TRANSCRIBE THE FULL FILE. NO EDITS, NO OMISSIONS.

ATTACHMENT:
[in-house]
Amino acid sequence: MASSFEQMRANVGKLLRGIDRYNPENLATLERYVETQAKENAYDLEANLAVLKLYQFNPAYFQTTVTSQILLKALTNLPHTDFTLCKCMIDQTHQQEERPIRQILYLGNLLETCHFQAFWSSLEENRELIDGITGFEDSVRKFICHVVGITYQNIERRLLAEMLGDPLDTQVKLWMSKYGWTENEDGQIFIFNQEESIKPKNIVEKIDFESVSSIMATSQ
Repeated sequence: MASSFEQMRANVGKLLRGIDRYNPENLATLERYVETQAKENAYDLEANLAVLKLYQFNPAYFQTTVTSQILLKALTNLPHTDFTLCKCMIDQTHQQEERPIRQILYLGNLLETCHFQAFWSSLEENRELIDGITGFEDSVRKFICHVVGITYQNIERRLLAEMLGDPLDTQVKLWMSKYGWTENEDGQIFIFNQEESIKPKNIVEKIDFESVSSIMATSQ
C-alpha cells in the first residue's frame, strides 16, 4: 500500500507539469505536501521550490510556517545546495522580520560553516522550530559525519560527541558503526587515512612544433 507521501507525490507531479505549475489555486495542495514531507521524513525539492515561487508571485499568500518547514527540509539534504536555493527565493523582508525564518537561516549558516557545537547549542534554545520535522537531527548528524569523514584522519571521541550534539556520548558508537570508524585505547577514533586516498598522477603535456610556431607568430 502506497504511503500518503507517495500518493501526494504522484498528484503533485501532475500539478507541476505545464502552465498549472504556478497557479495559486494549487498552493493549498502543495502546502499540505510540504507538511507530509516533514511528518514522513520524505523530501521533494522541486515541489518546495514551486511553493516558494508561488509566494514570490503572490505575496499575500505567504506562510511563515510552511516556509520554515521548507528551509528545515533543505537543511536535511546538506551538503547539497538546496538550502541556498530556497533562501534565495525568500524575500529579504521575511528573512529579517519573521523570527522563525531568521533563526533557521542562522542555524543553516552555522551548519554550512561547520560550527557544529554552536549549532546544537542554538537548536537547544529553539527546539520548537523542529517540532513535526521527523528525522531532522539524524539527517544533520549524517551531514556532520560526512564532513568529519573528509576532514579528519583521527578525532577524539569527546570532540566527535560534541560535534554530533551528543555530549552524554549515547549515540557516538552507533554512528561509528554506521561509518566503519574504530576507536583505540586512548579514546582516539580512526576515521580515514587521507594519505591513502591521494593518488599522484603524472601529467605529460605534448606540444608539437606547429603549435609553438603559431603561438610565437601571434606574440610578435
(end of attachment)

[in-house]
Amino acid sequence: MASSFEQMRANVGKLLRGIDRYNPENLATLERYVETQAKENAYDLEANLAVLKLYQFNPAYFQTTVTSQILLKALTNLPHTDFTLCKCMIDQTHQQEERPIRQILYLGNLLETCHFQAFWSSLEENRELIDGITGFEDSVRKFICHVVGITYQNIERRLLAEMLGDPLDTQVKLWMSKYGWTENEDGQIFIFNQEESIKPKNIVEKIDFESVSSIMATSQ
Repeated sequence: MASSFEQMRANVGKLLRGIDRYNPENLATLERYVETQAKENAYDLEANLAVLKLYQFNPAYFQTTVTSQILLKALTNLPHTDFTLCKCMIDQTHQQEERPIRQILYLGNLLETCHFQAFWSSLEENRELIDGITGFEDSVRKFICHVVGITYQNIERRLLAEMLGDPLDTQVKLWMSKYGWTENEDGQIFIFNQEESIKPKNIVEKIDFESVSSIMATSQ
C-alpha cells in the first residue's frame, strides 16, 4: 500500500507539469505536501521550490510556517545546495522580520560553516522550530559525519560527541558503526587515512612544433 507521501507525490507531479505549475489555486495542495514531507521524513525539492515561487508571485499568500518547514527540509539534504536555493527565493523582508525564518537561516549558516557545537547549542534554545520535522537531527548528524569523514584522519571521541550534539556520548558508537570508524585505547577514533586516498598522477603535456610556431607568430 502506497504511503500518503507517495500518493501526494504522484498528484503533485501532475500539478507541476505545464502552465498549472504556478497557479495559486494549487498552493493549498502543495502546502499540505510540504507538511507530509516533514511528518514522513520524505523530501521533494522541486515541489518546495514551486511553493516558494508561488509566494514570490503572490505575496499575500505567504506562510511563515510552511516556509520554515521548507528551509528545515533543505537543511536535511546538506551538503547539497538546496538550502541556498530556497533562501534565495525568500524575500529579504521575511528573512529579517519573521523570527522563525531568521533563526533557521542562522542555524543553516552555522551548519554550512561547520560550527557544529554552536549549532546544537542554538537548536537547544529553539527546539520548537523542529517540532513535526521527523528525522531532522539524524539527517544533520549524517551531514556532520560526512564532513568529519573528509576532514579528519583521527578525532577524539569527546570532540566527535560534541560535534554530533551528543555530549552524554549515547549515540557516538552507533554512528561509528554506521561509518566503519574504530576507536583505540586512548579514546582516539580512526576515521580515514587521507594519505591513502591521494593518488599522484603524472601529467605529460605534448606540444608539437606547429603549435609553438603559431603561438610565437601571434606574440610578435